Mexican Police Find 49 Headless Bodies
Mexican police on Monday searched for perpetrators of a drug-war massacre in which 49 people were killed, decapitated, dismembered and left in plastic bags on the side of a highway.
The mutilated corpses, whose hands had been cut off to prevent fingerprint identification, were discovered close to the northern city of Monterrey, 180 kilometers from the U.S. border.
The bodies stacked up at the roadside were of 43 men and six women, said Jorge Domene, a public safety spokesman for the state of Nuevo Leon.
Adrian de la Garza, a prosecutor in Nuevo Leon state, said some of the bodies in Sunday's shocking find were naked and, although their hands had been cut off, forensic experts were collecting DNA samples.
A note was found at the scene in which the Zetas -- a gang set up by ex-commandos who deserted in the 1990s -- claimed responsibility.
Initial investigations indicated that the victims were killed up to 48 hours earlier in a different location, and were likely transported by truck to where they were found.
"The grisly find was part of what has been happening in the country in general," said Domene, pointing to other mass killings.
"It is a continuation of what has already happened recently in Nuevo Laredo, a few weeks ago in Jalisco and a few months ago in Veracruz."
De la Garza argued the victims could be residents of a different state or migrants from other countries transiting through Mexico on their way to the United States.
El Salvador's foreign ministry said it was "following with attention" events in northern Mexico.
Thirteen Salvadoran nationals were among the 72 people killed by the Zetas gang in Tamaulipas in August 2010.
"We condemn in the most energetic form the massacre of 49 people in Nuevo Leon... which becomes part of a series of violent acts perpetrated in this region," said a statement by the Salvadoran foreign ministry.
The gruesome discovery came just days after police found the dismembered, decapitated bodies of 18 people in two abandoned vehicles in western Mexico, in what appeared to be a revenge killing involving powerful drug gangs.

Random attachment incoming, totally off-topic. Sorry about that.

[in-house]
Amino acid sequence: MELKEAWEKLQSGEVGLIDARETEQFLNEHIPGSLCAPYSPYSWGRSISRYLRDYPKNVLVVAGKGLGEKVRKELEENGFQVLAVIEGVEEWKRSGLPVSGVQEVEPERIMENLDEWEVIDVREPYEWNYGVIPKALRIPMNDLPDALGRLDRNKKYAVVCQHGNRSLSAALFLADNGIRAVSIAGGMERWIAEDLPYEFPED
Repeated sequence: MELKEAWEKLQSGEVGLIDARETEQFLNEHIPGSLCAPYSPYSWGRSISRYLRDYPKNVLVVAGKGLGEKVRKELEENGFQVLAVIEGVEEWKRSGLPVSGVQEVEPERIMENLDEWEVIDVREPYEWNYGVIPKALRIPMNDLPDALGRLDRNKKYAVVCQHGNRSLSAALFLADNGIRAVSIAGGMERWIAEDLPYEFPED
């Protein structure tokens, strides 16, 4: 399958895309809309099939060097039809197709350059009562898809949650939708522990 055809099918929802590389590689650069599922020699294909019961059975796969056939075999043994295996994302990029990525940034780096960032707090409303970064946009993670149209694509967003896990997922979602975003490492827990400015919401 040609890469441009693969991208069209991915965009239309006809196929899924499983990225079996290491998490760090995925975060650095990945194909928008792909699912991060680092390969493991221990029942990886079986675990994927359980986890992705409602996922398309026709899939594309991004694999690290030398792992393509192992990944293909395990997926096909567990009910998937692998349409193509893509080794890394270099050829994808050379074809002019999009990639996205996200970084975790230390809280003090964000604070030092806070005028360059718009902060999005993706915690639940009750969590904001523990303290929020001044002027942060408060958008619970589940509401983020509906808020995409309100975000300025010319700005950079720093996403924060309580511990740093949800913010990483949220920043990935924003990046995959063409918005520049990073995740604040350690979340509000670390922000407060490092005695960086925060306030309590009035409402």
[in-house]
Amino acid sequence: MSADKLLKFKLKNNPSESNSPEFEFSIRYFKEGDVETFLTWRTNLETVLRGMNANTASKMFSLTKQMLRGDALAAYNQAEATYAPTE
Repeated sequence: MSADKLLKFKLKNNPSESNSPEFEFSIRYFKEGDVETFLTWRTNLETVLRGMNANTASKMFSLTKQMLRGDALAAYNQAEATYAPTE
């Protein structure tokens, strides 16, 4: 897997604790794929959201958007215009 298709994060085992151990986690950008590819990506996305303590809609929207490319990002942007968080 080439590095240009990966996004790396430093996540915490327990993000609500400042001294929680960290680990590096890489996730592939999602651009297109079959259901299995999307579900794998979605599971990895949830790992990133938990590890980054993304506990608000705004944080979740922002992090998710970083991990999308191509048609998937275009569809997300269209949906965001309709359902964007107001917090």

Just a few days earlier, there were 23 killings in the city of Nuevo Laredo, in Tamaulipas state, which borders the United States, with nine people found hanging from a bridge and 14 others decapitated.
On Friday, gunmen attacked the offices of El Manana newspaper in Nuevo Laredo, even though the newspaper long ago stopped reporting on cartel violence out of fear.
The gunmen sprayed the building with high-caliber ammunition and tossed a homemade grenade at the building as the news staff worked to finish the next morning's edition. Amazingly, no injuries were reported.
In Tamaulipas, the cartels are fighting for control of a corridor that leads to U.S. Interstate 35, a highway known as one of the most lucrative routes for drug and human smugglers.
Authorities have blamed much of the violence on battles between the Zetas and groups allied to the Sinaloa Federation of Mexico's most wanted drug lord, Joaquin "El Chapo" Guzman.
The state of Veracruz has become a battleground between the Zetas and Guzman's Sinaloa grouping, and journalists have also been targeted.
Last week, the dismembered bodies of three photographers and a news company employee were found, wrapped in plastic bags, in a canal in the metropolitan area of Veracruz, a port city on the Gulf of Mexico.
Several days earlier the Veracruz state correspondent of the national weekly news magazine Proceso was found strangled in her home.
Late last year, 96 bodies were dumped in public squares and alongside roads in the eastern state in a three-week period, with most of the killings attributed to the rivalry between the Sinaloa cartel and the Zetas.
More than 50,000 people have been killed in drug-related violence since President Felipe Calderon launched an all-out war against the nation's drug gangs on taking office in December 2006.
Earlier this month, 15 bodies were also discovered on the road to Chapala, Mexico, a popular retirement community for U.S. citizens in Jalisco state.